A parliament of rooks assembled in the fig tree at the bottom of my garden this morning. They were a noisy bunch. Like Italian litigators, they seemed to home in on the most fragile looking of the group, looking for ways to destabilise them, with one bird clearly dominant and inciting the rest to intensify their actions against the weakling. They seemed to be doing it for sport. It is all too easy to see human characteristics in the natural world around us. However, even discounting the desire to anthropomorphise them, we are not dissimilar to birds: we migrate to easier locations when times turn tough – witness the well known UK names, both organisations and individuals, who are now based in Switzerland; we are territorial (often evidenced in Company politics and neighbourly disputes); some of us have strong nesting instincts; others have cuckoo-like tendencies (leaving the work of ensuring their legacy to hardworking colleagues), we can make astounding music (I am listening to some exultant choral music as I write this); etc... I could go on for a whole blog on the subject. However, I want to consider one aspect - Socialising.
Many birds are social – this can be for self-protection, there is often safety in numbers. I have worked in organisations with fear and blame cultures, where there is a tendency to try to hide amongst colleagues, in the hope of not being singled out. This amazing YouTube clip shows starlings in flight – they almost seem choreographed into an exuberant twilight dance, but in fact their swarming is an effective way of enhancing individual security from predators such as hawks:
Most of us feel safer walking in a group down a dark alley at night, as opposed to being the sole pedestrian making our way through a rough neighbourhood. There are more productive sides to being social than simply increasing personal safety. Over the past few months I have worked for an organisation that has locations across the UK and beyond. I have undertaken significant travel (usually flying – how like a bird I am). Probably sometimes to the horror of my fellow passengers, especially those stuck beside me, I have taken advantage of the opportunity to chat with a huge number of people as I have jetted across the UK. I have been:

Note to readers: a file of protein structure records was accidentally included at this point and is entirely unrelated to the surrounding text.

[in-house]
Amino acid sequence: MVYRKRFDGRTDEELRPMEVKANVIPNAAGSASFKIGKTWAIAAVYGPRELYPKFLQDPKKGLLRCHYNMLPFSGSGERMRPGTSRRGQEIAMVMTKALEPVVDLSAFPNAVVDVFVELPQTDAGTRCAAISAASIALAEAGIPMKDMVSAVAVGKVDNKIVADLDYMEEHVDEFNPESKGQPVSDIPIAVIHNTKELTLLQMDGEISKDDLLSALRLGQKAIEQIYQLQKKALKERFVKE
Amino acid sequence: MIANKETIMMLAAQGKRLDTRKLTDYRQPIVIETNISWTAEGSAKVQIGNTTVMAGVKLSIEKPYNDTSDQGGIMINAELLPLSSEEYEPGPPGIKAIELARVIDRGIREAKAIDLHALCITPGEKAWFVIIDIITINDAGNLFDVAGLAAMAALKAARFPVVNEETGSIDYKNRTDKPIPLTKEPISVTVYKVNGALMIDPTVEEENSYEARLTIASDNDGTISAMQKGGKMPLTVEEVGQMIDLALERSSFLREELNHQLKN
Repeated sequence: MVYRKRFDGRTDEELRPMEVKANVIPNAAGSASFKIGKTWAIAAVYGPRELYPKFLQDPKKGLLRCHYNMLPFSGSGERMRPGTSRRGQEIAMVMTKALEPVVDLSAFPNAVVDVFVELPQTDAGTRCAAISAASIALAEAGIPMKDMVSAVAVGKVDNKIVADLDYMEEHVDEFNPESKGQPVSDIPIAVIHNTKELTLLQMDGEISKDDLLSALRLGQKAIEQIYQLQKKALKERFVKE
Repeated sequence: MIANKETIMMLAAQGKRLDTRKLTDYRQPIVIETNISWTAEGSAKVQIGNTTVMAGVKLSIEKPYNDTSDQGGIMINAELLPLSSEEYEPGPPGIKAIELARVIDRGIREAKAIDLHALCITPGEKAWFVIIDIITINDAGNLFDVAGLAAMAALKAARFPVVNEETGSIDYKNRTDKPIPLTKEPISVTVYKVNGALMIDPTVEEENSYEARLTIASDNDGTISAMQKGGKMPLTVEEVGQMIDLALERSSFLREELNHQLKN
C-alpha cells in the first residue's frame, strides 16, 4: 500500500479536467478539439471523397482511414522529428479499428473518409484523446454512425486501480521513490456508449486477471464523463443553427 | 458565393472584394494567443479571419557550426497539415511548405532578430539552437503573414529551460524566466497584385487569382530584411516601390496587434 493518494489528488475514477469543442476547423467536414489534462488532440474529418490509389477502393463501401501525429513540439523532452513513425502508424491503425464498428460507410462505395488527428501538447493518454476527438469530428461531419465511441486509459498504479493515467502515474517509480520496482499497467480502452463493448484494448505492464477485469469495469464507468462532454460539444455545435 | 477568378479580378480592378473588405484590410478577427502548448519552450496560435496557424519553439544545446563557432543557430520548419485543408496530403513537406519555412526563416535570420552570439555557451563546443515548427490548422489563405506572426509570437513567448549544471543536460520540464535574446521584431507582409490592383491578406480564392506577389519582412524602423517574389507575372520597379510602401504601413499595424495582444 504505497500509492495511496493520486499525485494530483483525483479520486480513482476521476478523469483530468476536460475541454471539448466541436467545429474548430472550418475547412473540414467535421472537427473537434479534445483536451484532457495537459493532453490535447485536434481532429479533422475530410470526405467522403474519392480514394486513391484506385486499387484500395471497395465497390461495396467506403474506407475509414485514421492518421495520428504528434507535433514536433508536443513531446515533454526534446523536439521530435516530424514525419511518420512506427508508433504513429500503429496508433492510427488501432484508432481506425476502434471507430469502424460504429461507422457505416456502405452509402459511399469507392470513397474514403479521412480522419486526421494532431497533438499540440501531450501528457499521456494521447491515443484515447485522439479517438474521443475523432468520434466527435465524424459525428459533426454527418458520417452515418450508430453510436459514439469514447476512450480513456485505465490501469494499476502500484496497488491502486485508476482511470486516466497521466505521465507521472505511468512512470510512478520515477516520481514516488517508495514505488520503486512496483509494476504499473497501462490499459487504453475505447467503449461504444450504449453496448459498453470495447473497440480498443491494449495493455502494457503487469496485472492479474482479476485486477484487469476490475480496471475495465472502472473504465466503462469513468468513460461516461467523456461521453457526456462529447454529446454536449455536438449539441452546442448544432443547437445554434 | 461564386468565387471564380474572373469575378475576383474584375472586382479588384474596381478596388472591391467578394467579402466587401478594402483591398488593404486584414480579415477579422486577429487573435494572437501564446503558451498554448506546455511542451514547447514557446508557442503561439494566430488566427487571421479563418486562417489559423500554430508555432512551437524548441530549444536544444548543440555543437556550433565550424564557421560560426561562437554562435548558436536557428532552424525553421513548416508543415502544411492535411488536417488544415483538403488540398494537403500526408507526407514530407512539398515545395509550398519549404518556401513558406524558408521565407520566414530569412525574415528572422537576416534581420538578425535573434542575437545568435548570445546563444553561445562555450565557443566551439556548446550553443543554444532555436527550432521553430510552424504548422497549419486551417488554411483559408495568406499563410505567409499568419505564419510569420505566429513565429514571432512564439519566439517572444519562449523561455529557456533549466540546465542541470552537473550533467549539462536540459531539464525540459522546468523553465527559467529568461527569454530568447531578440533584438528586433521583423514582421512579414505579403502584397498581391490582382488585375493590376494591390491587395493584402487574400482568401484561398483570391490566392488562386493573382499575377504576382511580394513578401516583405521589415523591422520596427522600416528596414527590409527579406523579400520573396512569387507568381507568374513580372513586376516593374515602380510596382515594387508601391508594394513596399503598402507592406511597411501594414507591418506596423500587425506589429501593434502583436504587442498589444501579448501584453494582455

· fortunate in that I was there at the right time to provide support and advice to some who needed it;
· able to introduced individuals to others working on similar matters in different organisations, thereby enabling all to gain a greater understanding and better outcomes;
· inspired by a fellow passengers’ experiences, and hence expanded my own proposals, by building in new ideas (into strategic plans and White Papers) that were ignited in me through talking to others;
· told confidential information about people and business strategies (we all need to be careful about what we say to whom!);
· able to add to my list of experts and contacts across a wide range of sectors and disciplines;
· told some wonderful jokes and anecdotes;
· fortunate in meeting people with shared areas of interest and greater expertise than I, who have been able to help me with my concepts and work; and
· given potential leads and contacts which will be beneficial in the next stage in my career.